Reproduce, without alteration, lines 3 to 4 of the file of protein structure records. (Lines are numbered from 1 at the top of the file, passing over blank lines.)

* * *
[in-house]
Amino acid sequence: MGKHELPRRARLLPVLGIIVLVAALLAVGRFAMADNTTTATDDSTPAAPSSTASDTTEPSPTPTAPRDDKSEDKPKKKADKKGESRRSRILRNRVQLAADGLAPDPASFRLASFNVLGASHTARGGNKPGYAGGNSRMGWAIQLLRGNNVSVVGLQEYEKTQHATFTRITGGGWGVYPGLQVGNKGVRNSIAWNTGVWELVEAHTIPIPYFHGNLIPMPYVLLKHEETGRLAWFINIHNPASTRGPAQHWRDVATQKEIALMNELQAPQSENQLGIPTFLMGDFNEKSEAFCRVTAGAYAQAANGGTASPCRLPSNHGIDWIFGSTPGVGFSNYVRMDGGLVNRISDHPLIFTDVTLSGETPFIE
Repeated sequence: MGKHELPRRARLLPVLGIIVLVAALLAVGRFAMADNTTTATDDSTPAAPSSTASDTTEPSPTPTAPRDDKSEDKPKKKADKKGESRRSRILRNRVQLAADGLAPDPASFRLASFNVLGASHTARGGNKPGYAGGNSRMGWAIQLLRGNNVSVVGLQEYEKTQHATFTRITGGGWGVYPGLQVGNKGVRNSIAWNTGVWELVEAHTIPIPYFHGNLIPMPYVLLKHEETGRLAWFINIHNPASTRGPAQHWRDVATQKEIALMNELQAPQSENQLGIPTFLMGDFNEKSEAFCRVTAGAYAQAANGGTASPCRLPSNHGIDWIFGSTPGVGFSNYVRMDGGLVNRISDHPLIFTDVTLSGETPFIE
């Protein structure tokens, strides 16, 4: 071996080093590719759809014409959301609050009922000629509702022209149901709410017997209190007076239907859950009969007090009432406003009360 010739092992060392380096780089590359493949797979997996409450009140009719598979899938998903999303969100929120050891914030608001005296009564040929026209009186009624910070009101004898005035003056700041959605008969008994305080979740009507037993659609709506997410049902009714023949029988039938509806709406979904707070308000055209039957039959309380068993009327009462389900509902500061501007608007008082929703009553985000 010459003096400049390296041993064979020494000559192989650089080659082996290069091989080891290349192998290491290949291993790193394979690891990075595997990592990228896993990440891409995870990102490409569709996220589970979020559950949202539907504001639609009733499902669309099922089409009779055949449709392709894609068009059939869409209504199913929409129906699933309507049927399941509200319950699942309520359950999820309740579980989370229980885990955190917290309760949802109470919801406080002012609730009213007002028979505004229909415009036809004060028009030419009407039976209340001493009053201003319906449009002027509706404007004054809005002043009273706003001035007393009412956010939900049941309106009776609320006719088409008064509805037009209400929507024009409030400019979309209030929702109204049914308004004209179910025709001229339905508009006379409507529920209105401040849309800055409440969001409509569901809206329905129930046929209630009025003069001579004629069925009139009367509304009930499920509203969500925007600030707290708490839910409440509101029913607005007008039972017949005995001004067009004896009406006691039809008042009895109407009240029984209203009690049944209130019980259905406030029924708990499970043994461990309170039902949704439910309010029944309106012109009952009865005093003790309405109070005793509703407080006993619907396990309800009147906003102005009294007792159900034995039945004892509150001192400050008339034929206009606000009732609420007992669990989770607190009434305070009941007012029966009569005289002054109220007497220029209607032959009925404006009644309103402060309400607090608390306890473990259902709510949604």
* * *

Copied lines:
Repeated sequence: MGKHELPRRARLLPVLGIIVLVAALLAVGRFAMADNTTTATDDSTPAAPSSTASDTTEPSPTPTAPRDDKSEDKPKKKADKKGESRRSRILRNRVQLAADGLAPDPASFRLASFNVLGASHTARGGNKPGYAGGNSRMGWAIQLLRGNNVSVVGLQEYEKTQHATFTRITGGGWGVYPGLQVGNKGVRNSIAWNTGVWELVEAHTIPIPYFHGNLIPMPYVLLKHEETGRLAWFINIHNPASTRGPAQHWRDVATQKEIALMNELQAPQSENQLGIPTFLMGDFNEKSEAFCRVTAGAYAQAANGGTASPCRLPSNHGIDWIFGSTPGVGFSNYVRMDGGLVNRISDHPLIFTDVTLSGETPFIE
């Protein structure tokens, strides 16, 4: 071996080093590719759809014409959301609050009922000629509702022209149901709410017997209190007076239907859950009969007090009432406003009360 010739092992060392380096780089590359493949797979997996409450009140009719598979899938998903999303969100929120050891914030608001005296009564040929026209009186009624910070009101004898005035003056700041959605008969008994305080979740009507037993659609709506997410049902009714023949029988039938509806709406979904707070308000055209039957039959309380068993009327009462389900509902500061501007608007008082929703009553985000 010459003096400049390296041993064979020494000559192989650089080659082996290069091989080891290349192998290491290949291993790193394979690891990075595997990592990228896993990440891409995870990102490409569709996220589970979020559950949202539907504001639609009733499902669309099922089409009779055949449709392709894609068009059939869409209504199913929409129906699933309507049927399941509200319950699942309520359950999820309740579980989370229980885990955190917290309760949802109470919801406080002012609730009213007002028979505004229909415009036809004060028009030419009407039976209340001493009053201003319906449009002027509706404007004054809005002043009273706003001035007393009412956010939900049941309106009776609320006719088409008064509805037009209400929507024009409030400019979309209030929702109204049914308004004209179910025709001229339905508009006379409507529920209105401040849309800055409440969001409509569901809206329905129930046929209630009025003069001579004629069925009139009367509304009930499920509203969500925007600030707290708490839910409440509101029913607005007008039972017949005995001004067009004896009406006691039809008042009895109407009240029984209203009690049944209130019980259905406030029924708990499970043994461990309170039902949704439910309010029944309106012109009952009865005093003790309405109070005793509703407080006993619907396990309800009147906003102005009294007792159900034995039945004892509150001192400050008339034929206009606000009732609420007992669990989770607190009434305070009941007012029966009569005289002054109220007497220029209607032959009925404006009644309103402060309400607090608390306890473990259902709510949604």